'ISIS-inspired' Australian (22) charged with committing terrorist attack

Sydney man accused of stabbing 59-year-old man several times on street


The stabbing took place on Ohlfsen Road in a suburb of Sydney | Image: Google Maps

A 22-year-old Australian man has been charged with committing a terrorist attack and attempted murder following the stabbing of a man on the street.

The 59-year-old victim was walking through a park in the Sydney suburb of Minto yesterday when he was stabbed several times.

He suffered serious wounds and remains in hospital in a critical but stable condition.

The suspect, Ihsas Khan, 22, allegedly attempted to stab an officer before he was arrested, police said. 

Khan was refused bail in the Parramatta Bail Court and his case was adjourned until Wednesday. He did not enter pleas.

Speaking at a news conference, New South Wales state police Deputy Commissioner Catherine Burn said of the suspect: "We know that this person has strong extremist beliefs inspired by ISIS (Islamic State).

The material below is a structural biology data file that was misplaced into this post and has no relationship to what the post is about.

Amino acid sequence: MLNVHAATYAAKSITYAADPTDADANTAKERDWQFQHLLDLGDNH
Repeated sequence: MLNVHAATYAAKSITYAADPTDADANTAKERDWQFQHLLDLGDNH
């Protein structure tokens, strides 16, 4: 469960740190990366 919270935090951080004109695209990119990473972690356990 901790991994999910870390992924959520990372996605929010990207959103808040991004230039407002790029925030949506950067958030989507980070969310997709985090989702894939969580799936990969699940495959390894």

"What made him actually act yesterday, we don't know. But hopefully, our further investigations will uncover that. It was deliberate. It was violent."

The suspect was not believed to be connected to any terrorist groups known to police, Ms Burn said, but stressed that the type of threat he posed was a new challenge to authorities.

"This is the new face of terrorism. This is the new face of what we deal with," Ms Burn said.

"There is an individual who, known to police for some matters, decides or for whatever reason, becomes inspired to act; they are able to get some basic capability and act.

"I think that there was concerning information about his behaviour... but not somebody that we would say is somebody who is front and centre in our work at the moment."

Prime Minister Malcolm Turnbull last week said the threat of a terror attack in the nation was "real" after IS' call to followers to target prominent Australian locations.

Officials say they have stopped 10 terror attacks in Australia in the past two years.